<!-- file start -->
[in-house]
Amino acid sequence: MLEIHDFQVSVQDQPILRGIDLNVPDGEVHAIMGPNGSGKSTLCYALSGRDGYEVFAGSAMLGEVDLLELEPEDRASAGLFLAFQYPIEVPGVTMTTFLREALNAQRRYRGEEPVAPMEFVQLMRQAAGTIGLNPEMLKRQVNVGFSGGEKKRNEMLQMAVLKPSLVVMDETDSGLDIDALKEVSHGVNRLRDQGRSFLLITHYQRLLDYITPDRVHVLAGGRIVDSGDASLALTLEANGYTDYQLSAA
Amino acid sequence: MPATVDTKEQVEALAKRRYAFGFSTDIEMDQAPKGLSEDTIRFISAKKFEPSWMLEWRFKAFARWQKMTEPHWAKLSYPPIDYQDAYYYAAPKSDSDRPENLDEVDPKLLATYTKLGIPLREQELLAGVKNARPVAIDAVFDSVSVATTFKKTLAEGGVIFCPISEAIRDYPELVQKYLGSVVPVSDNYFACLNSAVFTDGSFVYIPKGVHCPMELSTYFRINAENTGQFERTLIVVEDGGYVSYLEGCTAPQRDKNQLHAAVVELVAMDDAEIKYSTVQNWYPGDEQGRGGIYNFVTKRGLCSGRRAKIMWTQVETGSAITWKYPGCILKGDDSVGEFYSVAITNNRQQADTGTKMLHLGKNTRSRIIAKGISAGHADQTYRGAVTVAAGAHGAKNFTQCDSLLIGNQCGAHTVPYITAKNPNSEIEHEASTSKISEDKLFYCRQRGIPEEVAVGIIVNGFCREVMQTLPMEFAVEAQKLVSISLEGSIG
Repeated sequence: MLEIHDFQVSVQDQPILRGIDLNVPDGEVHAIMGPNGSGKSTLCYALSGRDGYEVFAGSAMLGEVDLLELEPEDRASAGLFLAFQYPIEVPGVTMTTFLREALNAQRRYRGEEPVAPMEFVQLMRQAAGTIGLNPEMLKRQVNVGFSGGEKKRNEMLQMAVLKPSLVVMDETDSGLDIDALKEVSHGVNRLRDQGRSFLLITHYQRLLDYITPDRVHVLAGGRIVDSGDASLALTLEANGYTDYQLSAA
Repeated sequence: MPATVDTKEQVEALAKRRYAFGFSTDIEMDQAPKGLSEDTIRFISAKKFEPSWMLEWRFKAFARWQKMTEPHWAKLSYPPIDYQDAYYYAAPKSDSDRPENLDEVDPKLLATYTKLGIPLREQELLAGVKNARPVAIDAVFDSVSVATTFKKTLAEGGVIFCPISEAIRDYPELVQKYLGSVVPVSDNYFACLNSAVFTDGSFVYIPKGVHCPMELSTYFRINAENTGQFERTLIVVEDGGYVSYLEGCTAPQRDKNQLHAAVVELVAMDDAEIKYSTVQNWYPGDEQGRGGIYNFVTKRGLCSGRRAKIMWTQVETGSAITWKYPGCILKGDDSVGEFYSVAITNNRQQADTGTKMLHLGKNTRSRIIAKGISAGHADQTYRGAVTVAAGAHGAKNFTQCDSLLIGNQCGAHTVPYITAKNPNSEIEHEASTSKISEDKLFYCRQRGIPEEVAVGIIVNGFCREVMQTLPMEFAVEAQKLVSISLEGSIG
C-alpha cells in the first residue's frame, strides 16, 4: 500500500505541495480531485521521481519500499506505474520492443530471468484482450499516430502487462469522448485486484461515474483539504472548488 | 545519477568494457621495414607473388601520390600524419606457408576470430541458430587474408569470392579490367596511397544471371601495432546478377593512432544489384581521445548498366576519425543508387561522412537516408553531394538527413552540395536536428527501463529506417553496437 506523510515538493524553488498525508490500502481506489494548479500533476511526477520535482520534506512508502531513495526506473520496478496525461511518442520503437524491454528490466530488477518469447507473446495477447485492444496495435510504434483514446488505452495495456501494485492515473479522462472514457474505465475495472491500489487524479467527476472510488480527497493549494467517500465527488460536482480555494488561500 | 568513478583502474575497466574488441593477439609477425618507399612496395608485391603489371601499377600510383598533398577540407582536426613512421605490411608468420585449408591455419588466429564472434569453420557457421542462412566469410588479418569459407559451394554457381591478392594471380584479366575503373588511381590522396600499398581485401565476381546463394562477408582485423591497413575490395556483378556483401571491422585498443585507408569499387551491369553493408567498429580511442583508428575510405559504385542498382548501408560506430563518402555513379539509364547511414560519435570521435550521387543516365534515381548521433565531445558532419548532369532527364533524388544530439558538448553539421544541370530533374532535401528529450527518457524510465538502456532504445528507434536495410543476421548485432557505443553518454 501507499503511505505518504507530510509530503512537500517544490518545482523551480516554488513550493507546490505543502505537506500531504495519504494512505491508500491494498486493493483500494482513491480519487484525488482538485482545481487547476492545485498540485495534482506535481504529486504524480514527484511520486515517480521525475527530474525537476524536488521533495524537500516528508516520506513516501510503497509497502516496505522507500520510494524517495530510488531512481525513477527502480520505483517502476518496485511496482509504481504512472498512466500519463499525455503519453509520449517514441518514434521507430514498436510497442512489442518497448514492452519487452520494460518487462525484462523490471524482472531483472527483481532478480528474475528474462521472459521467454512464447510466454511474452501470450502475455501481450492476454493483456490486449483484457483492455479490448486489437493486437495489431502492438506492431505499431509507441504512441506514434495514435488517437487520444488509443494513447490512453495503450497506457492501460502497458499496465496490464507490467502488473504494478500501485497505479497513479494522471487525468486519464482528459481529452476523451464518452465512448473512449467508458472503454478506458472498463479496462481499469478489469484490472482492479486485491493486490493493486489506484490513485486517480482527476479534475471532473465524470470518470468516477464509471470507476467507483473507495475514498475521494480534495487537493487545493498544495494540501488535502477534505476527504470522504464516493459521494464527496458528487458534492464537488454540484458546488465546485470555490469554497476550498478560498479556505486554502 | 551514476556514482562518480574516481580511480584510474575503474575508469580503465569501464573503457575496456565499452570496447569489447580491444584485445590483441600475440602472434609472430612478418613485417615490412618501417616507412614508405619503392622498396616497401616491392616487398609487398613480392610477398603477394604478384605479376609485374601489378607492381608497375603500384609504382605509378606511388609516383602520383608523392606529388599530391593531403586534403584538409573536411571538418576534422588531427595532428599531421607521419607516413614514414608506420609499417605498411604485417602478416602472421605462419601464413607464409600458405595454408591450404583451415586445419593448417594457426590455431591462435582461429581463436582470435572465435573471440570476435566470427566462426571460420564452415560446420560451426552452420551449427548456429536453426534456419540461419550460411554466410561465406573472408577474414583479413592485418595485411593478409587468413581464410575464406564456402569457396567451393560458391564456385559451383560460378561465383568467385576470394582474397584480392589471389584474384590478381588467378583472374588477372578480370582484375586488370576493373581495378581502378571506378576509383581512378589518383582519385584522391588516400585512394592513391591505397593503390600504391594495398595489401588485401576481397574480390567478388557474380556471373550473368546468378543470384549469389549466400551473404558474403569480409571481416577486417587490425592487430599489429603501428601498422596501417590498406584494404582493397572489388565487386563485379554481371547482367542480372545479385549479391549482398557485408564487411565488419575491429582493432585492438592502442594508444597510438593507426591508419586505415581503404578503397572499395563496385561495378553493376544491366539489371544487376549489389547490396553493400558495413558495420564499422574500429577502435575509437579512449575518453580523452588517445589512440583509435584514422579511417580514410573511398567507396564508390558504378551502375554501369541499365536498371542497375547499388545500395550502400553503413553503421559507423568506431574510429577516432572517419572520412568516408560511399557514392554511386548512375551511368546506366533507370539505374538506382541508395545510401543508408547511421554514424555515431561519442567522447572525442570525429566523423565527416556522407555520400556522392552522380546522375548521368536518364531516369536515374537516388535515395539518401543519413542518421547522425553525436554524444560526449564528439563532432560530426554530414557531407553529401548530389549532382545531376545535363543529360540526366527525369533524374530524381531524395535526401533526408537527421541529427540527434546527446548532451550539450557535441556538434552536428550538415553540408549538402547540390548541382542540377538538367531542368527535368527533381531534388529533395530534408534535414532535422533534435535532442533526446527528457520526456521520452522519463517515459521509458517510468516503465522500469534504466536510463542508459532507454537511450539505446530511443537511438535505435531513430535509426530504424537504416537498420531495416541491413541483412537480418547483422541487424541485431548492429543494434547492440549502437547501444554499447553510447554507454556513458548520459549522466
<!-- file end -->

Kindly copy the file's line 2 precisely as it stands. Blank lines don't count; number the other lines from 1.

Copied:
Amino acid sequence: MLEIHDFQVSVQDQPILRGIDLNVPDGEVHAIMGPNGSGKSTLCYALSGRDGYEVFAGSAMLGEVDLLELEPEDRASAGLFLAFQYPIEVPGVTMTTFLREALNAQRRYRGEEPVAPMEFVQLMRQAAGTIGLNPEMLKRQVNVGFSGGEKKRNEMLQMAVLKPSLVVMDETDSGLDIDALKEVSHGVNRLRDQGRSFLLITHYQRLLDYITPDRVHVLAGGRIVDSGDASLALTLEANGYTDYQLSAA